Codec2 expects nominal signal levels to be able to decode data. So for testing how the codec2 encodes our packets, the PC will generate speech audio on its line-out (what voltage level to use here?), which is connected to the left line-in of the SGTL5000 audio codec, which will convert the audio voltage levels to 16bit PCM signed samples.
Maximum audio output voltage level
As a laptop only has a headpone output, no line out, I used an external sound device. The cheapest possible USB-audio card has been use here. It only costs €2.
To find the maximum amplitude it can deliver, we download a 1kHz sine wave 0dB file (maximum amplitude). The values of the audio samples vary from -1 to +1.
Play it and set your computer sound volume to maximum. Then measure the amplitude. If the wave form starts clipping, then there's a problem in your audio system.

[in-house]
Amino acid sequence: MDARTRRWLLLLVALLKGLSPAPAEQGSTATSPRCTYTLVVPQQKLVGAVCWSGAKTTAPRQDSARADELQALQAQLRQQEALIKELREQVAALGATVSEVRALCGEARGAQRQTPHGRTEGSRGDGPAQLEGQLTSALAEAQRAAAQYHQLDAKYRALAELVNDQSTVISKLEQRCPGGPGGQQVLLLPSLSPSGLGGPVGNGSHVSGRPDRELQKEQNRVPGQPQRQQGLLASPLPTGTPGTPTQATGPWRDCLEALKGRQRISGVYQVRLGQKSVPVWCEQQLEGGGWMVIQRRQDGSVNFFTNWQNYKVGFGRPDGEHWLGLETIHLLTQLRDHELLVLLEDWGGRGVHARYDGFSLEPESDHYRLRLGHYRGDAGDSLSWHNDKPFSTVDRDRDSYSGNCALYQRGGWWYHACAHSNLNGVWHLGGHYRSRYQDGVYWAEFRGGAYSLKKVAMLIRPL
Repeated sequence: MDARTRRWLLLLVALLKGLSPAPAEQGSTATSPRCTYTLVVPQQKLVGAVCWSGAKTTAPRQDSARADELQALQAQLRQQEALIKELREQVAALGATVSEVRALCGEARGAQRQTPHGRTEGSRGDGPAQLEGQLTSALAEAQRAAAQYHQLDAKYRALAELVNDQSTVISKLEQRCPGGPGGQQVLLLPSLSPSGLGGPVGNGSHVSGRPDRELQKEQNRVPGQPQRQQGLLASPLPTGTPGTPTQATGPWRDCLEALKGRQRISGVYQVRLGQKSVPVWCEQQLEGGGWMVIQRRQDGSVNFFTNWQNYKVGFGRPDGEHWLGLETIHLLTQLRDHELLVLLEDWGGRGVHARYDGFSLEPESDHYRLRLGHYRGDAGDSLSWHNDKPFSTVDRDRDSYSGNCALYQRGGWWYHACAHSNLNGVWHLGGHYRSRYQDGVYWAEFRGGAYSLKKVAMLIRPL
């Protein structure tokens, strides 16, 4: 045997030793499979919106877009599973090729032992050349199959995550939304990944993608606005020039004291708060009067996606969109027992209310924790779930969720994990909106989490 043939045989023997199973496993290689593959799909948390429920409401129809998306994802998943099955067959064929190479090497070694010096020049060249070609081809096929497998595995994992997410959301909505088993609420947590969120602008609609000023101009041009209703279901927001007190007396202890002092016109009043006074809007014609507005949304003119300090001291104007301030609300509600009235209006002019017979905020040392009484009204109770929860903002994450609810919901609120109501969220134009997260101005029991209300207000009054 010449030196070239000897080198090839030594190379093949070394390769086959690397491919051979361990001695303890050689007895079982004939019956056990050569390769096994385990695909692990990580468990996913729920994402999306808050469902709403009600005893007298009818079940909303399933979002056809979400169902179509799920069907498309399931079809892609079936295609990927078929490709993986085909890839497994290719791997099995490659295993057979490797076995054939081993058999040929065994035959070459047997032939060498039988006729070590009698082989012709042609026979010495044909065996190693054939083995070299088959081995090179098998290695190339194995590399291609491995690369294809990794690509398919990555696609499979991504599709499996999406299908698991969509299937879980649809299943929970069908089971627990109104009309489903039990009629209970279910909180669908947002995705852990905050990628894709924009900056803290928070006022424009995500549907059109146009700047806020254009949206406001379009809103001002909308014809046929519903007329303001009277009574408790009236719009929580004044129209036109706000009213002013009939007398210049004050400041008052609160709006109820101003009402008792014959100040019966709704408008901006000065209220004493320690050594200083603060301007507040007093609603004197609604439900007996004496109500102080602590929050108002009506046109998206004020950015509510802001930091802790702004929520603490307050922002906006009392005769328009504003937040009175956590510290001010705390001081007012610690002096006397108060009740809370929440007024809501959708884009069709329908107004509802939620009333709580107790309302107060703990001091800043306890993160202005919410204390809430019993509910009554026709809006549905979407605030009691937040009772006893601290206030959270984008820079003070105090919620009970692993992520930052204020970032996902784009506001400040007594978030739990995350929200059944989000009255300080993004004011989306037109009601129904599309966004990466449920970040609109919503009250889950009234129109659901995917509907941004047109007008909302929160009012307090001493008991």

The unloaded headphone output of the Lenovo L580 Thinkpad even goes up to 1.68Vp (=3.32Vpp). Remark that the SGTL5000 only accepts up to 2.83Vpp (=1Vrms) line-in voltage levels.
Ok, so now we know that different audio sources have different maximum voltage settings.
Nominal signal level
Maximum signal level is -1 to +1, but what should we use as nominal signal level? Let's download a speech sample from a news report, that one should be set correctly.
SGTL5000 audio codec
The analog gain stage before the ADC (controlled by the CHIP_ANA_ADC_CTRL register) of the SGTL5000 will need to be adjusted so that when a 0dB sine wave is played at maximum amplitude from the USB-sound card, it will result in 16bit samples that are also maximum amplitude.
Let's take a 100Hz sine wave, 0dB so that we have at least 80 samples per cycle. Remember we're using 8kHz sampling frequency because that's a codec2 requirement. Of course we might sample at higher frequencies, but then the ESP32 would have to down sample again.
The I2S samples could be printed to the Arduino serial plotter to get an idea of the amplitude.